Any additional costs will depend on the size and type of event.  It is advised that Event Organisers arrange meetings with all the relevant stakeholders no later than 6 months prior to the event. When Event Organisers are preparing event budgets they have to consider the potential costs that will be associated with requests from the relevant stakeholders. For example, an Event Organiser / Controller may believe that a certain amount of toilets are sufficient while a representative from the Health Service Executive may request additional facilities. Similarly, An Garda Síochána may request more crowd control barriers, security personnel etc.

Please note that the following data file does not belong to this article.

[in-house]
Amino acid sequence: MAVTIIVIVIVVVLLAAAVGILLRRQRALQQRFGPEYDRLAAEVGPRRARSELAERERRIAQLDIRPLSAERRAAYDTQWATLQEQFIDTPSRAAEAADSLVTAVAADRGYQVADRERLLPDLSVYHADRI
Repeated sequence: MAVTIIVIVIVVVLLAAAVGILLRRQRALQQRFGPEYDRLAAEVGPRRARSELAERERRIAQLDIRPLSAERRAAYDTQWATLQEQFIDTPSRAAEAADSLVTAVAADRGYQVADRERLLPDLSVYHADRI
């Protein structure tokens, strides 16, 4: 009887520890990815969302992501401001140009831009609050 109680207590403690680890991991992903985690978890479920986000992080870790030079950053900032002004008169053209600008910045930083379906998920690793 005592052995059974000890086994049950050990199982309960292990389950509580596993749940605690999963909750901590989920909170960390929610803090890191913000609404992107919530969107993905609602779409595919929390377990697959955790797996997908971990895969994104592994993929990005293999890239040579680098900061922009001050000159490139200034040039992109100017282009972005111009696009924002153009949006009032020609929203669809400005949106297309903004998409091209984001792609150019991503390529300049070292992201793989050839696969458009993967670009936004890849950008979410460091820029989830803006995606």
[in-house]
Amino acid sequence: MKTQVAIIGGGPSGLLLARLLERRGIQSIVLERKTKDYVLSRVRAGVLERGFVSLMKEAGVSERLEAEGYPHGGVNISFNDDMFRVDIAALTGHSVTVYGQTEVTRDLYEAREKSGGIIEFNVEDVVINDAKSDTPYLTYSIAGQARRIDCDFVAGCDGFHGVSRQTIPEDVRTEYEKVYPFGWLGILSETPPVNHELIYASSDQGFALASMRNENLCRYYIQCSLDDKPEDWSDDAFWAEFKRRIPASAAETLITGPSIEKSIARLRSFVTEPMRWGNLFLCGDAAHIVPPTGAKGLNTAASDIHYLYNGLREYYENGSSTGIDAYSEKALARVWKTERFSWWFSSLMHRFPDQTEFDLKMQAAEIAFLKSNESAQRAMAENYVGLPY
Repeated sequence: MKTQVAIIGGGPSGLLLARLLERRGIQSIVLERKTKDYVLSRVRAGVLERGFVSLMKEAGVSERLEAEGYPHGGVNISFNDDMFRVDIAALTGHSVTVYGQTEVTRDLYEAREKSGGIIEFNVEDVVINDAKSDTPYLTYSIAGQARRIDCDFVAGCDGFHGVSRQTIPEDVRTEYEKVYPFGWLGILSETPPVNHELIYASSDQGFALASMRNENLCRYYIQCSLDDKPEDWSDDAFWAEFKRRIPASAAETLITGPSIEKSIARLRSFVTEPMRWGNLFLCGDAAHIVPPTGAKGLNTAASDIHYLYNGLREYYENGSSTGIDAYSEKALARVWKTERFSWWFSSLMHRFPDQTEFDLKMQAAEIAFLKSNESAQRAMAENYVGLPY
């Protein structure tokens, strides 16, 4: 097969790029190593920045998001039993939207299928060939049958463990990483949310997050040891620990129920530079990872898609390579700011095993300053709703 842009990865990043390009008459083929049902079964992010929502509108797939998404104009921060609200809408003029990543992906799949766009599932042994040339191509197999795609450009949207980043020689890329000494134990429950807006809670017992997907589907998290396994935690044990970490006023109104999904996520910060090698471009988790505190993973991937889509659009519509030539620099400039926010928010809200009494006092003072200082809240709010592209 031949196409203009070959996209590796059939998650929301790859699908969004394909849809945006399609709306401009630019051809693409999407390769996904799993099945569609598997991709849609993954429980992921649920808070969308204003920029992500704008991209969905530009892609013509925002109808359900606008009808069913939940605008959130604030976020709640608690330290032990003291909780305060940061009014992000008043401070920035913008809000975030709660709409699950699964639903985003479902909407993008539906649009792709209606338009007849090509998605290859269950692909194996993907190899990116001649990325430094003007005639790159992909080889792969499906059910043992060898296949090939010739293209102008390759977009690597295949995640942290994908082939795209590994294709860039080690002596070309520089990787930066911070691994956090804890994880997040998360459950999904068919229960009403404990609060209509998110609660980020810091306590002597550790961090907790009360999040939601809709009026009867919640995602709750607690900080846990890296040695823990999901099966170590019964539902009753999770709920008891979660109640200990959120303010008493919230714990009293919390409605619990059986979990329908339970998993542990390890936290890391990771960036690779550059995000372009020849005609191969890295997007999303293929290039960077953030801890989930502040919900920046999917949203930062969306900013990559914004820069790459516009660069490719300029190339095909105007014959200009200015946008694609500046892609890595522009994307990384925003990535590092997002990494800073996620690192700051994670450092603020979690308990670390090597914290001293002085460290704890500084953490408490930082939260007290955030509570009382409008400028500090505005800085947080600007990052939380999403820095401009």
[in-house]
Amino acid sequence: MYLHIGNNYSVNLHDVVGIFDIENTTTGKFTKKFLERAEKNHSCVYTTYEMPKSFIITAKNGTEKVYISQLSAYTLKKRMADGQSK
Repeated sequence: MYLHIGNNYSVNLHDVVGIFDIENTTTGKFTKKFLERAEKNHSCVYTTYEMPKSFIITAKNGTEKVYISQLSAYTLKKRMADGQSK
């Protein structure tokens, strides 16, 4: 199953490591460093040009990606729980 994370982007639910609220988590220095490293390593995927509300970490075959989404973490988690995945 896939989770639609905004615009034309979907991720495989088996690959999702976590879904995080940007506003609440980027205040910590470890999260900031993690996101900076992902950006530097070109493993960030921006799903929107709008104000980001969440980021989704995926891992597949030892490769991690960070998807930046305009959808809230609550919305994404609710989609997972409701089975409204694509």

If Event Organisers have not taken potential additional costs into consideration they may overrun their budget. This poses particular risks for amateur Event Organisers as they may not be familiar with all the public safety requirements for their event in advance of the application process.  They may also not be aware of the time and resources that are required by their event management team in order to comply with Statutory Agency and Prescribed Bodies’ requests. As such, Event Organisers should initiate a series of pre-planning, pre-event, and post event meetings between the relevant stakeholders and the Event Organiser’s key personnel from the event management team (e.g. Event Controller and Safety Officer). Each of the Statutory Agencies and Prescribed Bodies has a public safety remit with regard to events and have a particular interest in the provision of certain services (e.g. public welfare facilities).